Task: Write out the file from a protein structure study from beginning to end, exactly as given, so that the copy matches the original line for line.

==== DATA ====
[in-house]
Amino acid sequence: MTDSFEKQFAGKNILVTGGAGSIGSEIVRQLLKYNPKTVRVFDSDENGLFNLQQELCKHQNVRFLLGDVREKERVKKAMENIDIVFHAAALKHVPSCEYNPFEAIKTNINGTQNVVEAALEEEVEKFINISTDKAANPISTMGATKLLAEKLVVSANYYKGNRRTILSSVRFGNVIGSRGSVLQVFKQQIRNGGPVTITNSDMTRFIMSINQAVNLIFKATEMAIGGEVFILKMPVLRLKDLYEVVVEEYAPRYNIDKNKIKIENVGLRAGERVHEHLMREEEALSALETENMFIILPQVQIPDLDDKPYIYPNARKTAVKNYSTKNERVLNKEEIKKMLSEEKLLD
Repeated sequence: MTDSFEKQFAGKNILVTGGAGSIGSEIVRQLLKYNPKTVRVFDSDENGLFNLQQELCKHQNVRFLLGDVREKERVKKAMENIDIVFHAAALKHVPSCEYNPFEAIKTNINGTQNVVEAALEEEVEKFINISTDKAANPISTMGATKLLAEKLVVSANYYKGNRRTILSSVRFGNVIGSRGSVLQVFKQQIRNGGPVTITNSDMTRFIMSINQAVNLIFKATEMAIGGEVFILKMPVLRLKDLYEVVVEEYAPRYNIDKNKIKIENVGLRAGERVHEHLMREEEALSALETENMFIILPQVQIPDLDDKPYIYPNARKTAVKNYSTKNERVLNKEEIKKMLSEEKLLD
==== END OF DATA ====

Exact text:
[in-house]
Amino acid sequence: MTDSFEKQFAGKNILVTGGAGSIGSEIVRQLLKYNPKTVRVFDSDENGLFNLQQELCKHQNVRFLLGDVREKERVKKAMENIDIVFHAAALKHVPSCEYNPFEAIKTNINGTQNVVEAALEEEVEKFINISTDKAANPISTMGATKLLAEKLVVSANYYKGNRRTILSSVRFGNVIGSRGSVLQVFKQQIRNGGPVTITNSDMTRFIMSINQAVNLIFKATEMAIGGEVFILKMPVLRLKDLYEVVVEEYAPRYNIDKNKIKIENVGLRAGERVHEHLMREEEALSALETENMFIILPQVQIPDLDDKPYIYPNARKTAVKNYSTKNERVLNKEEIKKMLSEEKLLD
Repeated sequence: MTDSFEKQFAGKNILVTGGAGSIGSEIVRQLLKYNPKTVRVFDSDENGLFNLQQELCKHQNVRFLLGDVREKERVKKAMENIDIVFHAAALKHVPSCEYNPFEAIKTNINGTQNVVEAALEEEVEKFINISTDKAANPISTMGATKLLAEKLVVSANYYKGNRRTILSSVRFGNVIGSRGSVLQVFKQQIRNGGPVTITNSDMTRFIMSINQAVNLIFKATEMAIGGEVFILKMPVLRLKDLYEVVVEEYAPRYNIDKNKIKIENVGLRAGERVHEHLMREEEALSALETENMFIILPQVQIPDLDDKPYIYPNARKTAVKNYSTKNERVLNKEEIKKMLSEEKLLD